Crenshaw has responded to this critique, noting that it's based in a concern for a specific group of people—in this case those who are white, straight, and/or male—actually exemplifying how much intersecting identities matter even to peopel who critique the concept. She comments: "Exactly how was your identity politics different from what you're trying to critique? It's just a matter of who it is, that's what you seem to be most concerned about."

Another argument is that the consideration of multiple facets of identity in tandem creates distractions from justice movements. But Kimberly Springer, Ph.D., a researcher and curator at Columbia University, notes: "This isn't an either/or situation...we need to think about both/and, and we need to think about who are we leaving out? Because otherwise it's an incomplete liberation."

This idea that we can separate identities from movements is flawed because identities are crucial to the fight for liberation. "Feminism is a social movement invested in freedom," says Nash. "Much of contemporary feminist theory and politics start from the proposition (or should start from the proposition!) that freedom requires first seeing and then dismantling how multiple forms of oppression collude to make some people—for example, Black women—particularly vulnerable to violence."

One other issue with intersectionality is when it's used as a label rather than as a principle resulting in action. Springer tells mbg that it's important to go beyond the words. "I think that it's just derailing to always talk about how we're left out as opposed to 'here's what we're doing,'" she says. "This thing that academics do...of creating terms and concepts to describe how the world works—how power circulates—is less important to me than people actually doing the work of dismantling white supremacist patriarchal power structures that feed off bigotry and discrimination."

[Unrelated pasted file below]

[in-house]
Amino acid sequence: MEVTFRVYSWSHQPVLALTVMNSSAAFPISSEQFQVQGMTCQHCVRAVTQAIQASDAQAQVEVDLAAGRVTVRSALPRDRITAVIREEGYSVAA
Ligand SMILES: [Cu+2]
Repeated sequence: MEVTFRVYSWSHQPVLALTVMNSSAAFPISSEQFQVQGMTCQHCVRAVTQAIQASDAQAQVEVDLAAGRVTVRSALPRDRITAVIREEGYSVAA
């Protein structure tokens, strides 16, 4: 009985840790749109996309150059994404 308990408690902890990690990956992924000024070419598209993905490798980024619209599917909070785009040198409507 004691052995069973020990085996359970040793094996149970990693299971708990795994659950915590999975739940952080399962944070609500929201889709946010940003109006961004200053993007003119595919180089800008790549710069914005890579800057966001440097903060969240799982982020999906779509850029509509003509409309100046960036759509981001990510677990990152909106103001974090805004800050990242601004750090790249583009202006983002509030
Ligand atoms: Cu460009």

In other words, it is not enough to say, I am an intersectional feminist. The label feels good to wear around, to believe that just saying it somehow makes a difference. But the label does nothing unless you truly ensure that you act and advocate from an intersectional point of view.

Prioritizing the most oppressed.

At the core of intersectionality is a simple question: What is advocating for equality without advocating for those who are most oppressed?

For example, women's rights advocates cannot neglect the fact that all women are not equal now. We cannot advocate for the equality of all women and expect the discrepancies within the female experience to be made up in the process. We must choose to advocate for the most marginalized people and see the shift come from that place. In this moment, that means prioritizing the needs of Black women and, among those Black women, specifically the Black trans women who are victims of a vastly disproportionate amount of violence in society.

Feminism cannot function without intersectionality. As activist Rachel Elizabeth Cargle so poignantly wrote in a piece for Harper's Bazaar in 2018, "If there is not the intentional and action-based inclusion of women of color, then feminism is simply white supremacy in heels."

Eliza Sullivan author page.
Eliza Sullivan
mbg Nutrition & Health Writer

Eliza Sullivan is an SEO Editor at mindbodygreen, where she writes about food, recipes, and nutrition—among other things. She received a B.S. in journalism and B.A. in english literature with honors from Boston University, and she has previously written for Boston Magazine,, and SUITCASE magazine.